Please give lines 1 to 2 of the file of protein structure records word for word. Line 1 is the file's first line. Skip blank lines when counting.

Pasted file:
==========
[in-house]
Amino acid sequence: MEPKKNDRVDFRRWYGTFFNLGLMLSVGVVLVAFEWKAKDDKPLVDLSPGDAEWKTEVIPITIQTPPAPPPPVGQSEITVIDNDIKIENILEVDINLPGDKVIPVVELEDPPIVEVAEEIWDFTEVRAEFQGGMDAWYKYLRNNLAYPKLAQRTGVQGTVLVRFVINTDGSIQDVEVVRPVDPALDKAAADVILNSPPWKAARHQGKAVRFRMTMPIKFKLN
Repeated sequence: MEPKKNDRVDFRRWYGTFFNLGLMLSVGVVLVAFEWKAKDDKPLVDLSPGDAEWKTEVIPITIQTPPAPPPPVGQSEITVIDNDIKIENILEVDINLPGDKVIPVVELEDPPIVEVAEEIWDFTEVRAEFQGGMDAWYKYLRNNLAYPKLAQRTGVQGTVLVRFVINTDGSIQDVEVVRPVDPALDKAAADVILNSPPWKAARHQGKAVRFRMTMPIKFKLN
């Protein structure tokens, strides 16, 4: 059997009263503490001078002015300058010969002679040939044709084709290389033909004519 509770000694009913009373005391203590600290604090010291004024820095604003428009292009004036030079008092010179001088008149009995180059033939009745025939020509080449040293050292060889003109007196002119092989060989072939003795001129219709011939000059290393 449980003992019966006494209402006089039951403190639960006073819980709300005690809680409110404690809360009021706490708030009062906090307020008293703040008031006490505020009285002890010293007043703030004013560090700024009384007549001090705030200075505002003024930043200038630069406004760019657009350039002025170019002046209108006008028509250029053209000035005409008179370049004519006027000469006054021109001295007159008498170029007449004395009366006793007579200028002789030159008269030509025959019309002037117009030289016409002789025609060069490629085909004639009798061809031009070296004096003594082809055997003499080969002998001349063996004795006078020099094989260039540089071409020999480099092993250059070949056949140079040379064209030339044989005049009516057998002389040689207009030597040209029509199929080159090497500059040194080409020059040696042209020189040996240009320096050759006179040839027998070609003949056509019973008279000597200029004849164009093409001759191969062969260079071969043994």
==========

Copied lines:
[in-house]
Amino acid sequence: MEPKKNDRVDFRRWYGTFFNLGLMLSVGVVLVAFEWKAKDDKPLVDLSPGDAEWKTEVIPITIQTPPAPPPPVGQSEITVIDNDIKIENILEVDINLPGDKVIPVVELEDPPIVEVAEEIWDFTEVRAEFQGGMDAWYKYLRNNLAYPKLAQRTGVQGTVLVRFVINTDGSIQDVEVVRPVDPALDKAAADVILNSPPWKAARHQGKAVRFRMTMPIKFKLN